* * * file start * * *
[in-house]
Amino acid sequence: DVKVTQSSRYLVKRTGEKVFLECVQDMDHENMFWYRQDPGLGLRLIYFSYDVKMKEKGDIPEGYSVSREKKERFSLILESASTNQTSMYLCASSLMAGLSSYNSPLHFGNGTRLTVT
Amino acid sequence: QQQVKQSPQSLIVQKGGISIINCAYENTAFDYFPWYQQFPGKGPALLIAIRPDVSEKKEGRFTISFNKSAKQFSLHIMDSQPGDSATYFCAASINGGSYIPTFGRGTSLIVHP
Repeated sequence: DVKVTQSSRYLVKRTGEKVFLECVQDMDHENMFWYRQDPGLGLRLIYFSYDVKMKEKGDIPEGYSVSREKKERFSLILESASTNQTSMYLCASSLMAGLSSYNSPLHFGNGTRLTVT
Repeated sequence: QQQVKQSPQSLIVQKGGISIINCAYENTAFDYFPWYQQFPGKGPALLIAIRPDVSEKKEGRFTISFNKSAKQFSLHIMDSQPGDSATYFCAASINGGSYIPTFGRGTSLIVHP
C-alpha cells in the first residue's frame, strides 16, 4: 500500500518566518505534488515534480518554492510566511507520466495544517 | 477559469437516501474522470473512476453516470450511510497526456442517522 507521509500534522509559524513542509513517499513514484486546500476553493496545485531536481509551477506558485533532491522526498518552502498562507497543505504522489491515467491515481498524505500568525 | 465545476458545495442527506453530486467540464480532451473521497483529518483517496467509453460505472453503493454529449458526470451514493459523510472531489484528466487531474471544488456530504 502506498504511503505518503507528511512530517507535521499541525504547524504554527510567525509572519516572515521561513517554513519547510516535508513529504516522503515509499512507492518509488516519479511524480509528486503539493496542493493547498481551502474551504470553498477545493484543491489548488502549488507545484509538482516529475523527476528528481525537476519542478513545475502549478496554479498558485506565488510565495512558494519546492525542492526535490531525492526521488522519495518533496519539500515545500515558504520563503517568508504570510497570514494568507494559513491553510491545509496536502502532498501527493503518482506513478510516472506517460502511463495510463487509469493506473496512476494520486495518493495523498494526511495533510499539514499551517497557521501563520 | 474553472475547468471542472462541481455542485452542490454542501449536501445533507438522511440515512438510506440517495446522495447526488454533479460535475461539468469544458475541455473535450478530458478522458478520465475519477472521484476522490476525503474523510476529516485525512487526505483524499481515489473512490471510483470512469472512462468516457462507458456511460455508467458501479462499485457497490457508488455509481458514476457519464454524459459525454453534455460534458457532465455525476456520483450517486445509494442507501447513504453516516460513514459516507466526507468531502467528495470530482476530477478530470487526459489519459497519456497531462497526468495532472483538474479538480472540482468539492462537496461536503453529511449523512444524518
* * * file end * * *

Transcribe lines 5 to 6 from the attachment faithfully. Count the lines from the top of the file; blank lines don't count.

Repeated sequence: QQQVKQSPQSLIVQKGGISIINCAYENTAFDYFPWYQQFPGKGPALLIAIRPDVSEKKEGRFTISFNKSAKQFSLHIMDSQPGDSATYFCAASINGGSYIPTFGRGTSLIVHP
C-alpha cells in the first residue's frame, strides 16, 4: 500500500518566518505534488515534480518554492510566511507520466495544517 | 477559469437516501474522470473512476453516470450511510497526456442517522 507521509500534522509559524513542509513517499513514484486546500476553493496545485531536481509551477506558485533532491522526498518552502498562507497543505504522489491515467491515481498524505500568525 | 465545476458545495442527506453530486467540464480532451473521497483529518483517496467509453460505472453503493454529449458526470451514493459523510472531489484528466487531474471544488456530504 502506498504511503505518503507528511512530517507535521499541525504547524504554527510567525509572519516572515521561513517554513519547510516535508513529504516522503515509499512507492518509488516519479511524480509528486503539493496542493493547498481551502474551504470553498477545493484543491489548488502549488507545484509538482516529475523527476528528481525537476519542478513545475502549478496554479498558485506565488510565495512558494519546492525542492526535490531525492526521488522519495518533496519539500515545500515558504520563503517568508504570510497570514494568507494559513491553510491545509496536502502532498501527493503518482506513478510516472506517460502511463495510463487509469493506473496512476494520486495518493495523498494526511495533510499539514499551517497557521501563520 | 474553472475547468471542472462541481455542485452542490454542501449536501445533507438522511440515512438510506440517495446522495447526488454533479460535475461539468469544458475541455473535450478530458478522458478520465475519477472521484476522490476525503474523510476529516485525512487526505483524499481515489473512490471510483470512469472512462468516457462507458456511460455508467458501479462499485457497490457508488455509481458514476457519464454524459459525454453534455460534458457532465455525476456520483450517486445509494442507501447513504453516516460513514459516507466526507468531502467528495470530482476530477478530470487526459489519459497519456497531462497526468495532472483538474479538480472540482468539492462537496461536503453529511449523512444524518